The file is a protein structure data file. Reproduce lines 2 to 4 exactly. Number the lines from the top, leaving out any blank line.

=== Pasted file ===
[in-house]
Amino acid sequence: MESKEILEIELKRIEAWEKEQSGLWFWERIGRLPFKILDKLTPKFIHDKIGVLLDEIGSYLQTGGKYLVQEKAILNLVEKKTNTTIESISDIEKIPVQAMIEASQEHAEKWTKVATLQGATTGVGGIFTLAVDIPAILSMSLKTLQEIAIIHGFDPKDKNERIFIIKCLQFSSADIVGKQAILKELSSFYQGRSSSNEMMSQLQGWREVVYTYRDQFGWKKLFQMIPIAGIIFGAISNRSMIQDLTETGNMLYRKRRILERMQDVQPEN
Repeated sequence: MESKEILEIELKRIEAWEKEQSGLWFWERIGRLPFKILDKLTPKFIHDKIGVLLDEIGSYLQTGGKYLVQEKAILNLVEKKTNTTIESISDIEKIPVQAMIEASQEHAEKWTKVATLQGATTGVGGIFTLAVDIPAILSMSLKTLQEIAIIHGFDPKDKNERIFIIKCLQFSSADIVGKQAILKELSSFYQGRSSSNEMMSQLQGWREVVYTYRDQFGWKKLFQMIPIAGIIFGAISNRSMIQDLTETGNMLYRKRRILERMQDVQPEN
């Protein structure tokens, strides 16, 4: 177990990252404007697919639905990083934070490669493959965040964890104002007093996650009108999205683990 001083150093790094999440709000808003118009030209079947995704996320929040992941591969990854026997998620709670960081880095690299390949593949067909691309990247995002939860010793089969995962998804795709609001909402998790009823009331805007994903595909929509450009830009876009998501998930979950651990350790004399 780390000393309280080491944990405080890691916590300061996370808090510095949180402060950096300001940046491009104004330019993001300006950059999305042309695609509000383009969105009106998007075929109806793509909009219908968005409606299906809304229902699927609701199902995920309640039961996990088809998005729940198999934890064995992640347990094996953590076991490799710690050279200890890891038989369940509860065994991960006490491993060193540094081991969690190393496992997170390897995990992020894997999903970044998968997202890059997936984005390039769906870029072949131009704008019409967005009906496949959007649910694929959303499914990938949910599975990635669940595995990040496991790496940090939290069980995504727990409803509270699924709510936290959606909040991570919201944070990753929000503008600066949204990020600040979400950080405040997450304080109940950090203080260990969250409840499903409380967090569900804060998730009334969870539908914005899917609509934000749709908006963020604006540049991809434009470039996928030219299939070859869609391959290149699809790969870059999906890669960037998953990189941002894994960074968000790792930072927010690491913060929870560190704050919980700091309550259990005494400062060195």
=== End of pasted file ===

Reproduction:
Amino acid sequence: MESKEILEIELKRIEAWEKEQSGLWFWERIGRLPFKILDKLTPKFIHDKIGVLLDEIGSYLQTGGKYLVQEKAILNLVEKKTNTTIESISDIEKIPVQAMIEASQEHAEKWTKVATLQGATTGVGGIFTLAVDIPAILSMSLKTLQEIAIIHGFDPKDKNERIFIIKCLQFSSADIVGKQAILKELSSFYQGRSSSNEMMSQLQGWREVVYTYRDQFGWKKLFQMIPIAGIIFGAISNRSMIQDLTETGNMLYRKRRILERMQDVQPEN
Repeated sequence: MESKEILEIELKRIEAWEKEQSGLWFWERIGRLPFKILDKLTPKFIHDKIGVLLDEIGSYLQTGGKYLVQEKAILNLVEKKTNTTIESISDIEKIPVQAMIEASQEHAEKWTKVATLQGATTGVGGIFTLAVDIPAILSMSLKTLQEIAIIHGFDPKDKNERIFIIKCLQFSSADIVGKQAILKELSSFYQGRSSSNEMMSQLQGWREVVYTYRDQFGWKKLFQMIPIAGIIFGAISNRSMIQDLTETGNMLYRKRRILERMQDVQPEN
């Protein structure tokens, strides 16, 4: 177990990252404007697919639905990083934070490669493959965040964890104002007093996650009108999205683990 001083150093790094999440709000808003118009030209079947995704996320929040992941591969990854026997998620709670960081880095690299390949593949067909691309990247995002939860010793089969995962998804795709609001909402998790009823009331805007994903595909929509450009830009876009998501998930979950651990350790004399 780390000393309280080491944990405080890691916590300061996370808090510095949180402060950096300001940046491009104004330019993001300006950059999305042309695609509000383009969105009106998007075929109806793509909009219908968005409606299906809304229902699927609701199902995920309640039961996990088809998005729940198999934890064995992640347990094996953590076991490799710690050279200890890891038989369940509860065994991960006490491993060193540094081991969690190393496992997170390897995990992020894997999903970044998968997202890059997936984005390039769906870029072949131009704008019409967005009906496949959007649910694929959303499914990938949910599975990635669940595995990040496991790496940090939290069980995504727990409803509270699924709510936290959606909040991570919201944070990753929000503008600066949204990020600040979400950080405040997450304080109940950090203080260990969250409840499903409380967090569900804060998730009334969870539908914005899917609509934000749709908006963020604006540049991809434009470039996928030219299939070859869609391959290149699809790969870059999906890669960037998953990189941002894994960074968000790792930072927010690491913060929870560190704050919980700091309550259990005494400062060195």